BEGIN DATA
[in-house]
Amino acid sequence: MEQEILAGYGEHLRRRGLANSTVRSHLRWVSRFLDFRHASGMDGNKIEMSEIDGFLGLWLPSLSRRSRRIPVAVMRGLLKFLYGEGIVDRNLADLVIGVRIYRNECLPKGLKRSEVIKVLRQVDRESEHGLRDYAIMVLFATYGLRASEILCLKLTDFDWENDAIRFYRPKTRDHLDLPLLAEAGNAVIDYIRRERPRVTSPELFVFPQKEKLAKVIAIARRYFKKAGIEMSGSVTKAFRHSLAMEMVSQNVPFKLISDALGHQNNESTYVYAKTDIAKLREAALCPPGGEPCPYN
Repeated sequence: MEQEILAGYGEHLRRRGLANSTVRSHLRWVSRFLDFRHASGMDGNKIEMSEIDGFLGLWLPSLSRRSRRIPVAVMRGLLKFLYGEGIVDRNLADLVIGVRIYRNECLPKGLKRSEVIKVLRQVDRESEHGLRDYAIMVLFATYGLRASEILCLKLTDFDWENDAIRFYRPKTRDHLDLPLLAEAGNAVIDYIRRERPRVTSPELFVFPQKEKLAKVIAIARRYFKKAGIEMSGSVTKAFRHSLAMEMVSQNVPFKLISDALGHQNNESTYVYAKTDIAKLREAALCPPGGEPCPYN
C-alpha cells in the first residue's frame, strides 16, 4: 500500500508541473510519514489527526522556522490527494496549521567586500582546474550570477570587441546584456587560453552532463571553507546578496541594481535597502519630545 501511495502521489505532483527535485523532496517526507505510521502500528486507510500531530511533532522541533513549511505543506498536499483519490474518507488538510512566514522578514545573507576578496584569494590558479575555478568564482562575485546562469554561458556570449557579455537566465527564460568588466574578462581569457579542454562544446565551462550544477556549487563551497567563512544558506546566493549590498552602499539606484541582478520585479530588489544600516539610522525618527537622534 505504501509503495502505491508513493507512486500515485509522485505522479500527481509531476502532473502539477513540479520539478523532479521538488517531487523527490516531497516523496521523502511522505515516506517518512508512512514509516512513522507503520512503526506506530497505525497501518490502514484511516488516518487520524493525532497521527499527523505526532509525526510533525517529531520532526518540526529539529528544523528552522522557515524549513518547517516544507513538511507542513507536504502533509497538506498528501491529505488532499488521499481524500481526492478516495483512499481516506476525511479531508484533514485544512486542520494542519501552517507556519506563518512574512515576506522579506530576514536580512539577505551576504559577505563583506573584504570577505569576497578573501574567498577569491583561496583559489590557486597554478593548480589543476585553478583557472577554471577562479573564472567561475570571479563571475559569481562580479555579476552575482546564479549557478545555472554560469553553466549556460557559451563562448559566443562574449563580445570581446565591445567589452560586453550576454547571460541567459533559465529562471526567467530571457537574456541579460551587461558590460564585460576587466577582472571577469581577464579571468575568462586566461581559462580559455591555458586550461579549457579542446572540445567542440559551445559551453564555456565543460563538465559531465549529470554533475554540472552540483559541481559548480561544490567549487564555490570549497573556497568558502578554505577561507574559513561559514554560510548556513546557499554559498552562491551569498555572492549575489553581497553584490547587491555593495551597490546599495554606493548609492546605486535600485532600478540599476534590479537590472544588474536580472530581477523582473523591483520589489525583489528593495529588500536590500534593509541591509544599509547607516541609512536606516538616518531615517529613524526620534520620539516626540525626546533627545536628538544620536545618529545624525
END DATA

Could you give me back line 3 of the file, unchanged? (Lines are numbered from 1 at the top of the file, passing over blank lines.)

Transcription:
Repeated sequence: MEQEILAGYGEHLRRRGLANSTVRSHLRWVSRFLDFRHASGMDGNKIEMSEIDGFLGLWLPSLSRRSRRIPVAVMRGLLKFLYGEGIVDRNLADLVIGVRIYRNECLPKGLKRSEVIKVLRQVDRESEHGLRDYAIMVLFATYGLRASEILCLKLTDFDWENDAIRFYRPKTRDHLDLPLLAEAGNAVIDYIRRERPRVTSPELFVFPQKEKLAKVIAIARRYFKKAGIEMSGSVTKAFRHSLAMEMVSQNVPFKLISDALGHQNNESTYVYAKTDIAKLREAALCPPGGEPCPYN